Social media is a strong instrument in molding political strife. For instance, a recent analysis that looked at Reddit posts traversing over a decade reveals what types of discussions may have sparked the public’s metamorphosis in favor of cannabis legalization.
A Brown University investigator used computer learning to study upwards of three million Reddit posts from 2009 to 2019—a vital timeline in the state-level cannabis legalization advancement—to sufficiently comprehend the online discussions that have compelled Redditors to back cannabis reform.
A dissertation written by Ph.D. candidate Babak Hemmatian, formally known as “Taking the High Road: A Big Data Investigation of Natural Discourse in the Emerging U.S. Consensus about cannabis Legalization,” displayed interesting tendencies. Notably, it appears that while communicating personal accounts has historically been a major factor in altering hearts and minds, people publishing more generalized, moral judgment-based discussions was a clear forerunner for state-level cannabis reform.
“cannabis legalization is a very unique topic in how a bipartisan agreement was achieved in a matter of years while the American civilization was otherwise becoming more split,” Hemmatian told a few cannabis news outlets. “I wanted to find out if the way the public talks about cannabis facilitated this paradigm shift, and how the societal alterations in attitudes, subsequently, influenced how we speak about cannabis.”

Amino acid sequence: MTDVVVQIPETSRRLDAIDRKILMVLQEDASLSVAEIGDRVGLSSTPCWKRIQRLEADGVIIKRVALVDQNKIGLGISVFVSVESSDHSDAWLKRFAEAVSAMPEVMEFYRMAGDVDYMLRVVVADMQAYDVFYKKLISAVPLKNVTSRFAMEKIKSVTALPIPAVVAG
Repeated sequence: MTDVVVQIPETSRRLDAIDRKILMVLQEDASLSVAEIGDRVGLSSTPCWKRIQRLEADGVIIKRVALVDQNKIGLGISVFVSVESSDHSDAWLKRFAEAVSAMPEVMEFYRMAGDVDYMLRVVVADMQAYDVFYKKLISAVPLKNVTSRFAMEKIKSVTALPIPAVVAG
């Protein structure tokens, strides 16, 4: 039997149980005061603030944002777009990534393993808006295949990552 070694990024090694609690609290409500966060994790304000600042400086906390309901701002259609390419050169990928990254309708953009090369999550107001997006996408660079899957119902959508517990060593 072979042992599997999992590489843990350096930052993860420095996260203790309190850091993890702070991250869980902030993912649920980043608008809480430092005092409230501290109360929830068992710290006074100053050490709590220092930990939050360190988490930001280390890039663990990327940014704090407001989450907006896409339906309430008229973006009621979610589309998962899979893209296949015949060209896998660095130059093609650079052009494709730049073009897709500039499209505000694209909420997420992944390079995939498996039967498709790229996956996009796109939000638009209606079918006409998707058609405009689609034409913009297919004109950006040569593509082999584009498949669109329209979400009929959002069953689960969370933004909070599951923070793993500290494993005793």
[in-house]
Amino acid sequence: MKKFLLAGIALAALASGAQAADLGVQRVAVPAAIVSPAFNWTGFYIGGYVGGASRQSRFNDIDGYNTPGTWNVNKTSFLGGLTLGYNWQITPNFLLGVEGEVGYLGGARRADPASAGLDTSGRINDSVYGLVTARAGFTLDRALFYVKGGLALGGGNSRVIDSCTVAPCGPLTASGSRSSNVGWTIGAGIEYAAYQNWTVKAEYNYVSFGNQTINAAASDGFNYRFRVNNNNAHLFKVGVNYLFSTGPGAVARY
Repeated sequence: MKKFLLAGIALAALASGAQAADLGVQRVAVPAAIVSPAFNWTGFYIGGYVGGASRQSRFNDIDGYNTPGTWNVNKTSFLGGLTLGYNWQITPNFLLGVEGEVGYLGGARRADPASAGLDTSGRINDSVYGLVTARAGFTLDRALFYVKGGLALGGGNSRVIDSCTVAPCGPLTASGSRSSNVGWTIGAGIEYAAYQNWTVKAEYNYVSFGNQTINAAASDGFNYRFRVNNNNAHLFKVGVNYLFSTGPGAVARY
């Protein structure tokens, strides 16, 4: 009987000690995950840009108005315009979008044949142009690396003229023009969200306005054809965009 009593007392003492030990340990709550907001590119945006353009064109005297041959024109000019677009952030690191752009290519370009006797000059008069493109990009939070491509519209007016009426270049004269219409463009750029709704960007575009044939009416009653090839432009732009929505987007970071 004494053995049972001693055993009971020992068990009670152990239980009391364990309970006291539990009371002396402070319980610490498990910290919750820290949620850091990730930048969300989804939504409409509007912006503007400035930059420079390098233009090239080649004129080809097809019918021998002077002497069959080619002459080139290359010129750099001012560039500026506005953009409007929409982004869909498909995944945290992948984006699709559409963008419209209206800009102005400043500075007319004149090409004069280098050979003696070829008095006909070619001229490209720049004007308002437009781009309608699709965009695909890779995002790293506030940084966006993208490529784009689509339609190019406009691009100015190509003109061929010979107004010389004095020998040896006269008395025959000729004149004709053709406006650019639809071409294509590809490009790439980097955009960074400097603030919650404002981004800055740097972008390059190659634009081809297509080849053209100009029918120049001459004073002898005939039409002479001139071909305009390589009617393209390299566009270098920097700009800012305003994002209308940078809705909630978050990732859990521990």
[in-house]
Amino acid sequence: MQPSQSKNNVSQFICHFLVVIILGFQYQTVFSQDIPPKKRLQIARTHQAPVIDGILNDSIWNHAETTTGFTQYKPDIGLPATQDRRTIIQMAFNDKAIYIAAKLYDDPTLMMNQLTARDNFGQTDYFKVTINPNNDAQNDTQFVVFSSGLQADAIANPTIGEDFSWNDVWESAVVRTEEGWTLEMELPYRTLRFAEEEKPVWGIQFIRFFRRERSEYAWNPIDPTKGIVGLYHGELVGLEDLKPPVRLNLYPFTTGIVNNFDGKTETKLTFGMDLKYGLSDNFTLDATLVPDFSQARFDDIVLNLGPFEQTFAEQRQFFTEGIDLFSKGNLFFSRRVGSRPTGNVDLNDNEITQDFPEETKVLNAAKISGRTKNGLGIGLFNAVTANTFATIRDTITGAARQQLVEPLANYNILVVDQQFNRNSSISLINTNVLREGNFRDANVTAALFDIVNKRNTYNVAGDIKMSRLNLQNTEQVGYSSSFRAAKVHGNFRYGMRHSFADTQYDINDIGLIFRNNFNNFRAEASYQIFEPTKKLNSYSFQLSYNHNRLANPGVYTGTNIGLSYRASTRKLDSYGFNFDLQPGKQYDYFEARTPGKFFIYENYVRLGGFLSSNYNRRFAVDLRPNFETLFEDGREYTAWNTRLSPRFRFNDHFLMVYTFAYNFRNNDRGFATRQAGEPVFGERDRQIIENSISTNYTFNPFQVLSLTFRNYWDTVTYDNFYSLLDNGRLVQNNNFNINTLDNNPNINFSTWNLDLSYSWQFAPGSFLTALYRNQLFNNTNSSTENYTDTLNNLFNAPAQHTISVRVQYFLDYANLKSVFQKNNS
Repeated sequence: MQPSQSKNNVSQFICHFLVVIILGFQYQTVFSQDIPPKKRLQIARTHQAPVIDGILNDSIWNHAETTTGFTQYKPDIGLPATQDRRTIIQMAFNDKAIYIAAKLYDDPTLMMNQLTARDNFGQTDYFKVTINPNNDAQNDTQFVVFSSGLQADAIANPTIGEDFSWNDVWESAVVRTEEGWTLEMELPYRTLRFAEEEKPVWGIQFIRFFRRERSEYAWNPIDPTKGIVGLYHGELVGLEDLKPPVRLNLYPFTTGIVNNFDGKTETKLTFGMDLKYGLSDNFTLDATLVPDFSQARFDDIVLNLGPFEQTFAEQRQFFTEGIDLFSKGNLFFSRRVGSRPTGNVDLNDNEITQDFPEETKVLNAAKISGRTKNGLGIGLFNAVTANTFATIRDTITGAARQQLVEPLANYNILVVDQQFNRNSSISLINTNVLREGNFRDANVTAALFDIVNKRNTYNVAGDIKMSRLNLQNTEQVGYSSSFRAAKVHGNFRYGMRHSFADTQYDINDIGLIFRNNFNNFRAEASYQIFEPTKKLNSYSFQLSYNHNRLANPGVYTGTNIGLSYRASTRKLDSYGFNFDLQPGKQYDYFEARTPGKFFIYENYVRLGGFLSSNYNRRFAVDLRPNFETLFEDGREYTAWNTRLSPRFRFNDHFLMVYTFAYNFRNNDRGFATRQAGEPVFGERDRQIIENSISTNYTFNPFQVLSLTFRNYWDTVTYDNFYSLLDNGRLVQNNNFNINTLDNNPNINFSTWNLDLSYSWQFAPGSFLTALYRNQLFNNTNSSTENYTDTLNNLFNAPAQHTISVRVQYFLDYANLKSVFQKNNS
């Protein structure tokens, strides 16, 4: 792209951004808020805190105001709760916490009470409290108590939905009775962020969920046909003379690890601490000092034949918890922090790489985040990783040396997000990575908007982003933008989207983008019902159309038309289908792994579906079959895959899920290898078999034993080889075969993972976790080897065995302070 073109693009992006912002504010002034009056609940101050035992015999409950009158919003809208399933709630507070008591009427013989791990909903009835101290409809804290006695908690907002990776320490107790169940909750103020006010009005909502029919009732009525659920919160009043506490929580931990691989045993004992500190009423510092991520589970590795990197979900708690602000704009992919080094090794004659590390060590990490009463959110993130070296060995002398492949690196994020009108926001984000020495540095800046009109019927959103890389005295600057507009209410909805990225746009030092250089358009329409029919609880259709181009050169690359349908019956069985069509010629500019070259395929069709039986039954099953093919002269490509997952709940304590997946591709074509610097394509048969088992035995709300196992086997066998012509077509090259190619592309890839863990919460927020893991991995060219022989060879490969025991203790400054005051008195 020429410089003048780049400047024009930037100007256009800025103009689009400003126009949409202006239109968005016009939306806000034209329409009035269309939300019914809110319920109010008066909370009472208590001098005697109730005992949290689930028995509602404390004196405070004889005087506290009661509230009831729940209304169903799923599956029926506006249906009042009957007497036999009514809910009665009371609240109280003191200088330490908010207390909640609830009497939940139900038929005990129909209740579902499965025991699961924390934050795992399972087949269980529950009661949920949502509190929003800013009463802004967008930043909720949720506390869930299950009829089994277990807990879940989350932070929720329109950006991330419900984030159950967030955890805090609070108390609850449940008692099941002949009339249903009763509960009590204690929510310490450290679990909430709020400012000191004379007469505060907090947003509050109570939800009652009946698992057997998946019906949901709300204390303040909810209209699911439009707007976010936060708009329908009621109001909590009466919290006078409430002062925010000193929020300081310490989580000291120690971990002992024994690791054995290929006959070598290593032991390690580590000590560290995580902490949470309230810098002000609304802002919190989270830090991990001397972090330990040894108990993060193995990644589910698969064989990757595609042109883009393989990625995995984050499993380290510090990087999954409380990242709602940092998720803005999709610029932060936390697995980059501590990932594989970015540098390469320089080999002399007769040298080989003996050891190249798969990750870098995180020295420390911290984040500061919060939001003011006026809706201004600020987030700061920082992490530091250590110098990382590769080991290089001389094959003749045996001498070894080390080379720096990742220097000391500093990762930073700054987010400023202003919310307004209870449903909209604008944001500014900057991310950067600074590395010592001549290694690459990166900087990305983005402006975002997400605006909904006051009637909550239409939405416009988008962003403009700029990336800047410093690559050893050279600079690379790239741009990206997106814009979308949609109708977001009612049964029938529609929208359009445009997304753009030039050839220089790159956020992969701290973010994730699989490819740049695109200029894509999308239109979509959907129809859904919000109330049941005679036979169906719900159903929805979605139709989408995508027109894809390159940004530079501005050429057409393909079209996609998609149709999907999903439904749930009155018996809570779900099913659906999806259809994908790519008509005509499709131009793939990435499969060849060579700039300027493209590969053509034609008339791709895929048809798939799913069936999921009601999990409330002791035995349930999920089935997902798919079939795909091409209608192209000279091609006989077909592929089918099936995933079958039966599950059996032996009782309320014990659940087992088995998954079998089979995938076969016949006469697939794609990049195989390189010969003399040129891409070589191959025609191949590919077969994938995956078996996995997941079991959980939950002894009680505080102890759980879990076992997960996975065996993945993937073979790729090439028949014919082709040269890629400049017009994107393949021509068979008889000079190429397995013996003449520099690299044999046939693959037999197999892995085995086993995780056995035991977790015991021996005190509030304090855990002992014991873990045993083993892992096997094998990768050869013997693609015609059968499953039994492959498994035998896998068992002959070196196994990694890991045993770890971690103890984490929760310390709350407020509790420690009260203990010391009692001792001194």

There were a few thrilling themes noted in the study. For instance, talks of the health effects of cannabis “only ramped up after cannabis legalization was all but finsihed, and only in casual spaces on Reddit.” Legal importance of cannabis reform, however, “were not mainly talked about even following cannabis legalization had passed in majority of the states.”
“Both topics are highly relevant to whether and how the substance should be de-regulated, but was ignored in decision-making and at best attended to once the societal decision was already made,” the study author said.
“While not the most persuasive approach according to previous research, character judgments may have still pushed people who were on the fence but not diametrically opposed to legalization over to the pro-legalization camp,” he continued. “This is because they highly simplify decision-making: One no longer needs to know the complicated effects of cannabis on health, the economy, and the society to make up their mind; they just need to think through their moral principles. This may have been comforting during a transition period when the uncertainty surrounding cannabis’s status would have been anxiety-inducing for many folks.”
The study bookends that “early cannabis legalization currents varied on Character judgments while the final blows were smashed into the concept of cannabis prohibition with Plot-driven plans revolving around weed politics and criminality.”
Hermitian and his investigation team at Brown University aren’t the only investigators interested in probing the intersection of cannabis reform and social media.
The Food and Drug Administration (FDA) announced that it intends to use Reddit and other databases to achieve a better comprehension of public health matters concerning the use of CBD and additional cannabis derivatives like the controversial delta-8 THC (which many states are beginning to outlaw outright.)
The department also looks to form a system of identifying “safety signs and usage behaviors linked with materializing CDPs in real-time.” That encompasses delta-8 THC, a cannabinoid that the FDA recently alerted patients about, as it has not yet been studied.
A peer-reviewed investigation printed in the journal Drug and Alcohol Dependence a few years ago studied more than two million comments located on the site’s largest cannabis-affiliated subreddit from 2010 to 2016. The analysis team made a sequence of discoveries, including a handful that might seem obvious to regular patients (such as dabbing’s rise in popularity, yet users still mostly favor traditional smoking cannabis.)